Research to benefit from new eye-tracking devices

The Caring Futures Institute will have access to screen based and wearable eye-tracking devices, thanks to Flinders University’s Research Infrastructure Support Scheme.

One of the Institute’s research leads Professor Julie Ratcliffe was awarded close to $187,000 for the eye tracking devices through Flinders’ Research Infrastructure Funding Scheme, a component of the Vice-Chancellor’s Research Investment Plan.

The technology is made by Swedish high-tech company Tobbii Pro, which develops eye control and eye tracking products that allow businesses and researchers to gain insights into human behaviour.

The eye tracking equipment will support a variety of research activities across the Caring Futures Institute. Research programmes underway which will benefit significantly from the acquisition of this new technology include:

  • Information processes adopted by people with cognitive/intellectual impairment and dementia in eliciting their preferences for quality of life and quality of care for informing decision-making and economic evaluation (Professor Ratcliffe and Health and Social Care Economics team)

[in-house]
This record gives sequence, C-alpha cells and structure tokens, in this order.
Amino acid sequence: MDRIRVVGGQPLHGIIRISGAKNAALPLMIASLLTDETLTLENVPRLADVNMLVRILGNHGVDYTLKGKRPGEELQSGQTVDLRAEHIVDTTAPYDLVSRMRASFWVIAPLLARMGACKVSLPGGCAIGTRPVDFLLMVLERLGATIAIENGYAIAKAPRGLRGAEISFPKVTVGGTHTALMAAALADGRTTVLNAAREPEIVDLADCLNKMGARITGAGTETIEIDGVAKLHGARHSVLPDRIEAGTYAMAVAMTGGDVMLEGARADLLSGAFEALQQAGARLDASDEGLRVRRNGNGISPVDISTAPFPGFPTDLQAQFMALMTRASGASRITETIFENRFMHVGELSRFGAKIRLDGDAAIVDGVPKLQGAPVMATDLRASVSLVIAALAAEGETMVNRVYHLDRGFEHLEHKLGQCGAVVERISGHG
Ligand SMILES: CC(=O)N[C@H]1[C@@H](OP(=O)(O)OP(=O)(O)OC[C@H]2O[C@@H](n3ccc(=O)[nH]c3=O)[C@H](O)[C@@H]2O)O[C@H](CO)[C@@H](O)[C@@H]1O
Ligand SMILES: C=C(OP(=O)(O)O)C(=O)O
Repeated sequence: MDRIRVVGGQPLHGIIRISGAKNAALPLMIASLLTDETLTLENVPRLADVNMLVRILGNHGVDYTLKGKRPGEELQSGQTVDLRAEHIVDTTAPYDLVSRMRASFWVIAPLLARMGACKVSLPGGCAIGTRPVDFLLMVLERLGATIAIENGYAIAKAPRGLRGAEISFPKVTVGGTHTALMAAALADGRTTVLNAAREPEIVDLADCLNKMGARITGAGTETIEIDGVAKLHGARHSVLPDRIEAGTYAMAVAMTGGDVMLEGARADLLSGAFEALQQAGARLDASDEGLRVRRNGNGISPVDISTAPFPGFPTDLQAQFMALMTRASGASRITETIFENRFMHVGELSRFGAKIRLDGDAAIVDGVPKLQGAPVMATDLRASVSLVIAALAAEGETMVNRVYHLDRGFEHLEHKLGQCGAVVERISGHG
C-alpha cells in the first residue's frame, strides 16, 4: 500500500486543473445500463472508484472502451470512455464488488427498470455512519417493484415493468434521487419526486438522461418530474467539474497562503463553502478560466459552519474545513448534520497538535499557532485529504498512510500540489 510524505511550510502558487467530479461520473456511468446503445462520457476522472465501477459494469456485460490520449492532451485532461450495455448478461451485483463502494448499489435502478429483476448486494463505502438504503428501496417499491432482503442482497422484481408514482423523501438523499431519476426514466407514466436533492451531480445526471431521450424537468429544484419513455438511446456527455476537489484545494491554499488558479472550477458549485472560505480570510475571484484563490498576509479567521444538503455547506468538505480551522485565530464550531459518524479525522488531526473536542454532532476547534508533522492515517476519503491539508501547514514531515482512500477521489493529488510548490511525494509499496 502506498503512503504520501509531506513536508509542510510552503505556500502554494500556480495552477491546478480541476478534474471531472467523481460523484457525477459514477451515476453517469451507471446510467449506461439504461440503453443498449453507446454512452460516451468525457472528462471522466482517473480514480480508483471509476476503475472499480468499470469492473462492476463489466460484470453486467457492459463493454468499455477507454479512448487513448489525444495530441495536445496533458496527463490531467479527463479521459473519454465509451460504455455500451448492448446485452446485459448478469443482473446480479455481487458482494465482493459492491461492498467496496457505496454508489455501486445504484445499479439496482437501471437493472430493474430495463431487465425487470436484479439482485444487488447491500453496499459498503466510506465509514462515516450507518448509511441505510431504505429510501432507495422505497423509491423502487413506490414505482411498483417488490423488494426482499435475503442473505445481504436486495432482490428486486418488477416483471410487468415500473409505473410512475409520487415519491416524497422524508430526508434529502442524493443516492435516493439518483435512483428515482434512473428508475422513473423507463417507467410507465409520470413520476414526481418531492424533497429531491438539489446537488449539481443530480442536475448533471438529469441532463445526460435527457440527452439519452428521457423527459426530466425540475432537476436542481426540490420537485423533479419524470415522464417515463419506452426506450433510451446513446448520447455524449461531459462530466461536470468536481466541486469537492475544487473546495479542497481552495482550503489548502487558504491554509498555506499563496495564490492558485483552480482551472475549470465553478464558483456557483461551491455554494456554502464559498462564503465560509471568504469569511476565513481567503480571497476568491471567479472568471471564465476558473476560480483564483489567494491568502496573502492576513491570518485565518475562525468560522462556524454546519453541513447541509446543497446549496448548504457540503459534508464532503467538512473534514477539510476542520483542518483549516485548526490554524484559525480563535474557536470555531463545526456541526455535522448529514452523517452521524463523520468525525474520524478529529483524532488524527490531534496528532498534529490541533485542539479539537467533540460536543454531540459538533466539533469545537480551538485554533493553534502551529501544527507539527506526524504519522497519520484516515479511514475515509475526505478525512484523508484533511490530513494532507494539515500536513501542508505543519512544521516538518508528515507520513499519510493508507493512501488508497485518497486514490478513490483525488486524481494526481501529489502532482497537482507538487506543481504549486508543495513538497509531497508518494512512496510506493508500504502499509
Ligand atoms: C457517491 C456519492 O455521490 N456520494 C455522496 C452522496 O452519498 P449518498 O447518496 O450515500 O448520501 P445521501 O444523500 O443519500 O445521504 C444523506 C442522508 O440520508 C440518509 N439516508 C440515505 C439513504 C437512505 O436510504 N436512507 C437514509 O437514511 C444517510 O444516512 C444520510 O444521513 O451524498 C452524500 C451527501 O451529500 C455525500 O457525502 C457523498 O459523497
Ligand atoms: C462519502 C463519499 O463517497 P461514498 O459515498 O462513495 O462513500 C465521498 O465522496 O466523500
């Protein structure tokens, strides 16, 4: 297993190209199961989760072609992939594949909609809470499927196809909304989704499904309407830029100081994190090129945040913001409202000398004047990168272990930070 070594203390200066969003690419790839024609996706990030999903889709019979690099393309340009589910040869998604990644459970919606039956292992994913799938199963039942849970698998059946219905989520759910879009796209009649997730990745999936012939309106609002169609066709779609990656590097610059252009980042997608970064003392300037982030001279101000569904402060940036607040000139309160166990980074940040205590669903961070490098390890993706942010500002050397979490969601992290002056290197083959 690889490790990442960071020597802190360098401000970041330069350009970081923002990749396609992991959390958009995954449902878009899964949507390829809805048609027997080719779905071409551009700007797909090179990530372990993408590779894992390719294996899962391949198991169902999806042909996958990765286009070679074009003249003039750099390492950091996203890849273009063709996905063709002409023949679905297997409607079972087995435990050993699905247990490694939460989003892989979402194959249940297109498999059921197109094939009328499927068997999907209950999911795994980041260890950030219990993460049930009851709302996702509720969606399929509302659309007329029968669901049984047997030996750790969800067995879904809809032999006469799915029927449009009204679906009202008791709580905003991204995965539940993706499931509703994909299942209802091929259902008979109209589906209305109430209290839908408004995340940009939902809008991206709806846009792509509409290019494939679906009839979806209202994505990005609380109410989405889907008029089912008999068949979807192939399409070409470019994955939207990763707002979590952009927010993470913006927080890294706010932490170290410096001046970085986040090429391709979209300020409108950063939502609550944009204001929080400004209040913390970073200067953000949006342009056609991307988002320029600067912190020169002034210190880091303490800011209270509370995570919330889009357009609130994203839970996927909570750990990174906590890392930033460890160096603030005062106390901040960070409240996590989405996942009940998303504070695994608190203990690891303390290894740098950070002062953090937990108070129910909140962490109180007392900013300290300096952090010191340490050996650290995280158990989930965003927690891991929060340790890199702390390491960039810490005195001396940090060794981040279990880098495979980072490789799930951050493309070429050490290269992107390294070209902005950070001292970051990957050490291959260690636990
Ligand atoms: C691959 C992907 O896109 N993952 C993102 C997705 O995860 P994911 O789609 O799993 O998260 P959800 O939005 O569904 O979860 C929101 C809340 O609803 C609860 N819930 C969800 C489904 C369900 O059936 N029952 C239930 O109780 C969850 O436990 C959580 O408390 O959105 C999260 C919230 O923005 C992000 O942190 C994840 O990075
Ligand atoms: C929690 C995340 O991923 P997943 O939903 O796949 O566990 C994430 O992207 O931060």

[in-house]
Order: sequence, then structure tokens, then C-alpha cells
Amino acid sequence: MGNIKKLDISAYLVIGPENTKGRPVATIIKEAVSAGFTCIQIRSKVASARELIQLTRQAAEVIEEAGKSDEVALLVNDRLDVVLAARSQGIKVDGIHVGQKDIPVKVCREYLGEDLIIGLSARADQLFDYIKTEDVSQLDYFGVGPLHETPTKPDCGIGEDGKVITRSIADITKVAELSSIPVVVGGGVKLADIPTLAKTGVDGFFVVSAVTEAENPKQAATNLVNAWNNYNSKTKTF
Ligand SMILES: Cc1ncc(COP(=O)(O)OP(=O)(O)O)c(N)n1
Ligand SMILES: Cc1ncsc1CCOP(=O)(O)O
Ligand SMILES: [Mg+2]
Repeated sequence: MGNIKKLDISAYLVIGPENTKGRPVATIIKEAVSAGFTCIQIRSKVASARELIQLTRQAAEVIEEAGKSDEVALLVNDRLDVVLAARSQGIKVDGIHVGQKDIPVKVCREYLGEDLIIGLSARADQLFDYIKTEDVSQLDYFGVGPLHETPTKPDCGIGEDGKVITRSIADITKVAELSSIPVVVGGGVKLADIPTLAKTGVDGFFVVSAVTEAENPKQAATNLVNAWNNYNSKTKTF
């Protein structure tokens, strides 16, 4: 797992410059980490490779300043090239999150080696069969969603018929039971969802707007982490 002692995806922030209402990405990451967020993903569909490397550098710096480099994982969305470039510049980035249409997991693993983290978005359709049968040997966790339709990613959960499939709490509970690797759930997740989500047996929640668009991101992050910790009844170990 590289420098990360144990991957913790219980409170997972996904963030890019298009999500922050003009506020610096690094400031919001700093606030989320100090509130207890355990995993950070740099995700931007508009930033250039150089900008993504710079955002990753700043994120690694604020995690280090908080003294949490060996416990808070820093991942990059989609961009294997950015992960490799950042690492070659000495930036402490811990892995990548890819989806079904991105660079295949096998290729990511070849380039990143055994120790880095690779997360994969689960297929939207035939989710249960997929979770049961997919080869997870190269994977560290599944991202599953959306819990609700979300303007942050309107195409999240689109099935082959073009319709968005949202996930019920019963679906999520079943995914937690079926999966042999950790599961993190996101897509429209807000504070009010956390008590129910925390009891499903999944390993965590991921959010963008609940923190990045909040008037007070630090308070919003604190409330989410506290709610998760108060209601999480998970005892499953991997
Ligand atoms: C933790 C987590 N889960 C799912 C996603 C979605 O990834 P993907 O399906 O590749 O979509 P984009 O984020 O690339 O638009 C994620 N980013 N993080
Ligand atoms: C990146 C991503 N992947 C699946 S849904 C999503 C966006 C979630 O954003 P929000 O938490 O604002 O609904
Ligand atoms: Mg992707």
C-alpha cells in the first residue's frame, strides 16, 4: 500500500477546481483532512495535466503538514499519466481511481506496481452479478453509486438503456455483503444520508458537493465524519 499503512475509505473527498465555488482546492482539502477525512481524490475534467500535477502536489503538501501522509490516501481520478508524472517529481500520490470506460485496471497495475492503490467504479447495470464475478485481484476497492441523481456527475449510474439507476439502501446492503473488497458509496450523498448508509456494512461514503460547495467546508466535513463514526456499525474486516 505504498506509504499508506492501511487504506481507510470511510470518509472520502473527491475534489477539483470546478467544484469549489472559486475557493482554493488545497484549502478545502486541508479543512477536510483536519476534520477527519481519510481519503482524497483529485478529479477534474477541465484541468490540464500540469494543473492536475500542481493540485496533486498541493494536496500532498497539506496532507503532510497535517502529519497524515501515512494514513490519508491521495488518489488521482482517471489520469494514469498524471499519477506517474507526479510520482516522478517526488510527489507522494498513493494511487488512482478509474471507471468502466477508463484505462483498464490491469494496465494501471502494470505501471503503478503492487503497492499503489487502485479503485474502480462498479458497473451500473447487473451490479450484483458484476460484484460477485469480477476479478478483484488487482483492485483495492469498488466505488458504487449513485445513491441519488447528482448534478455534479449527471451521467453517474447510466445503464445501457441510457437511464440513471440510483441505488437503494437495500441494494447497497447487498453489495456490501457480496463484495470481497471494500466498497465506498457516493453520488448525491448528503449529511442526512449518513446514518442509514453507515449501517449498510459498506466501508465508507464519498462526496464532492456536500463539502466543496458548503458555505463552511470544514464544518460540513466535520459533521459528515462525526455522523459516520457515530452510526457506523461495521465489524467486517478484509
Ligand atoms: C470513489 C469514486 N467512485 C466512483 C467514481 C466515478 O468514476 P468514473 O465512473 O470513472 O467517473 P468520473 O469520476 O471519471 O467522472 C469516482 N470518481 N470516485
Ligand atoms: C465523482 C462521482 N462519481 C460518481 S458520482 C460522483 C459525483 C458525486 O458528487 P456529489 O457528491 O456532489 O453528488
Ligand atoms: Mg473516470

• Reaction times and the accuracy of eye movements to the peripheral target in people with acquired brain injury (Associate Professor Belinda Lange and the Digital Technologies team)
  • Visual search mechanisms and crowding in adults with high functioning autism spectrum disorder using visual search paradigms and motion detection (Dr Paul Constable and the Optometry and Vision Science team)
  • Completing on-road assessments to assess driving ability and as part of ongoing rehabilitation to facilitate a return to driving for stroke survivors and extensions other vulnerable populations e.g. frail older people and people recovering from traumatic brain injuries. (Associate Professors Stacey George and Chris Barr, Occupational Therapy and Physical Rehabilitation team).
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